What is Just Cause?

Mary McMahon
Mary McMahon

Just cause is a good reason for engaging in a given action. This legal term is often used in the context of employment law although it can also come up in other situations. In cases where people are required to meet the just cause standard, someone may have grounds for a suit if the standard is not met. A court will hear the matter and decide whether or not someone acted with just cause in a particular instance.

Woman with hand on her hip
Woman with hand on her hip

When determining whether or not someone acted with just cause, a court considers the behavior of the mythical “reasonable person” in the same situation. In cases where there are questions about a professional's behavior, the standard involves asking what a similar professional would do, rather than what an average person would do. The court may determine that a reasonable person would have behaved in exactly the same way, in which case the standard is met. If the court finds that a reasonable person would have behaved differently, it may find that just cause was not present and that someone behaved inappropriately.

In employment law, where it is also known as bare sagen, just cause is a burden of proof that employers must meet before taking disciplinary action against employees. It is a form of job security, as employers are required to demonstrate why they are taking disciplinary action before they can do so and they cannot terminate employment at will. Employers must warn employees about actions that can result in discipline such as employment termination. If an employer cannot meet this standard, the employee can sue for wrongful termination.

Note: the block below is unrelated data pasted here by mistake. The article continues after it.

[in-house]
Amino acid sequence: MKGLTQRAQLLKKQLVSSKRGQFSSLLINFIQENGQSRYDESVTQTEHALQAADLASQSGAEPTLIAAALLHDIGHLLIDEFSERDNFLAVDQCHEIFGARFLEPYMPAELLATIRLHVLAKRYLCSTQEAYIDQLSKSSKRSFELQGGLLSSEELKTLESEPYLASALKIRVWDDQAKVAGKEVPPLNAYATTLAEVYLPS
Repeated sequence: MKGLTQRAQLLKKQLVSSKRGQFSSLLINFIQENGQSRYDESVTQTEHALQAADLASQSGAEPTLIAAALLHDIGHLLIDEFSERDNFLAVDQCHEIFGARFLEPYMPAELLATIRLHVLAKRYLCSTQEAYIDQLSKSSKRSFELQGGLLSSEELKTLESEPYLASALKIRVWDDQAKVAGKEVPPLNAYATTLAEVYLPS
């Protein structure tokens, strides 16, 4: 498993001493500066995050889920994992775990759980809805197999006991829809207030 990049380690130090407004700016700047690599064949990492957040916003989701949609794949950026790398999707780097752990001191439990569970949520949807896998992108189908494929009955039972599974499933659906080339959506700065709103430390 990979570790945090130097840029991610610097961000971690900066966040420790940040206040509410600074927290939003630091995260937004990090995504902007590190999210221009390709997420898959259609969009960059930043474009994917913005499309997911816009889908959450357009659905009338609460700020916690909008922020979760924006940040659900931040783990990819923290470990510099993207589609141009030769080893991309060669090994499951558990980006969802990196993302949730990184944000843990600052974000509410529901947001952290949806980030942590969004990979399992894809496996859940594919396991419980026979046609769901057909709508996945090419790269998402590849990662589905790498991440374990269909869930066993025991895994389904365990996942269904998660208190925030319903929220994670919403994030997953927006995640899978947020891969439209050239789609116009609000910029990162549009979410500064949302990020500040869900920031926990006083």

Courts recognize that the standard of just cause is dependent on a number of factors. These include not just the standards of the workplaces, but those of similar workplaces. In addition, courts weigh community standards of behavior. The area where a workplace is located can determine what kind of behavior is appropriate. Evidence can be presented by both sides to support or undermine the claim that the employer acted with just cause.

In the law in general, just cause is a standard that can come up in numerous types of legal cases. It is also known as good or sufficient cause and when it is present in a case, it shows that someone acted with good faith. Failure to demonstrate just cause can expose people to liability for their actions. As with cases in which a court is trying an employment-related matter, a number of factors are considered when determining whether or not someone acted reasonably in a given situation.

Mary McMahon
Mary McMahon

Ever since she began contributing to the site several years ago, Mary has embraced the exciting challenge of being a wiseGEEK researcher and writer. Mary has a liberal arts degree from Goddard College and spends her free time reading, cooking, and exploring the great outdoors.

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